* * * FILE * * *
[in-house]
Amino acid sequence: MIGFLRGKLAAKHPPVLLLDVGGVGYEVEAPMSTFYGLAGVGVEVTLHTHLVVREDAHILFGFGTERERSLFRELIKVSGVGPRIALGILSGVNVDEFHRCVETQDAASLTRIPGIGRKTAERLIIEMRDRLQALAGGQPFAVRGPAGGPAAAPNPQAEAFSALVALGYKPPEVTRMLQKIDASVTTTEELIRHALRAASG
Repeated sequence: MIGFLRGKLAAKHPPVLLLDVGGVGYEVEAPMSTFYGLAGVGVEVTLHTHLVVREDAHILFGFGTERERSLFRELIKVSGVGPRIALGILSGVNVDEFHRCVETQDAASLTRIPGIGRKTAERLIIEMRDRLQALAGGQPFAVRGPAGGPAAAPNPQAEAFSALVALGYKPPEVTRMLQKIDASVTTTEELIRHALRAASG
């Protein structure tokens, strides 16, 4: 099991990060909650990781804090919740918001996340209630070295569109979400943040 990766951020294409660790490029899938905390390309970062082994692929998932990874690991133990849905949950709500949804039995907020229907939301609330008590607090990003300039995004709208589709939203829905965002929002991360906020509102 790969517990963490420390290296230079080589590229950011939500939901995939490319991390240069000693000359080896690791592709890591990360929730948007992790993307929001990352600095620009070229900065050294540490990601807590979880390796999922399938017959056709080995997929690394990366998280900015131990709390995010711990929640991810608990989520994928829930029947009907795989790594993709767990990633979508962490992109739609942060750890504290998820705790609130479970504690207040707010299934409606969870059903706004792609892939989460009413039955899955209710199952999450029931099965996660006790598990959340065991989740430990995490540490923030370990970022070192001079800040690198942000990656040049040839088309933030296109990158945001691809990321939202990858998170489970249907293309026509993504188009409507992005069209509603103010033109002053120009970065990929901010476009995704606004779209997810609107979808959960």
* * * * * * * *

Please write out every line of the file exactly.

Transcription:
[in-house]
Amino acid sequence: MIGFLRGKLAAKHPPVLLLDVGGVGYEVEAPMSTFYGLAGVGVEVTLHTHLVVREDAHILFGFGTERERSLFRELIKVSGVGPRIALGILSGVNVDEFHRCVETQDAASLTRIPGIGRKTAERLIIEMRDRLQALAGGQPFAVRGPAGGPAAAPNPQAEAFSALVALGYKPPEVTRMLQKIDASVTTTEELIRHALRAASG
Repeated sequence: MIGFLRGKLAAKHPPVLLLDVGGVGYEVEAPMSTFYGLAGVGVEVTLHTHLVVREDAHILFGFGTERERSLFRELIKVSGVGPRIALGILSGVNVDEFHRCVETQDAASLTRIPGIGRKTAERLIIEMRDRLQALAGGQPFAVRGPAGGPAAAPNPQAEAFSALVALGYKPPEVTRMLQKIDASVTTTEELIRHALRAASG
């Protein structure tokens, strides 16, 4: 099991990060909650990781804090919740918001996340209630070295569109979400943040 990766951020294409660790490029899938905390390309970062082994692929998932990874690991133990849905949950709500949804039995907020229907939301609330008590607090990003300039995004709208589709939203829905965002929002991360906020509102 790969517990963490420390290296230079080589590229950011939500939901995939490319991390240069000693000359080896690791592709890591990360929730948007992790993307929001990352600095620009070229900065050294540490990601807590979880390796999922399938017959056709080995997929690394990366998280900015131990709390995010711990929640991810608990989520994928829930029947009907795989790594993709767990990633979508962490992109739609942060750890504290998820705790609130479970504690207040707010299934409606969870059903706004792609892939989460009413039955899955209710199952999450029931099965996660006790598990959340065991989740430990995490540490923030370990970022070192001079800040690198942000990656040049040839088309933030296109990158945001691809990321939202990858998170489970249907293309026509993504188009409507992005069209509603103010033109002053120009970065990929901010476009995704606004779209997810609107979808959960």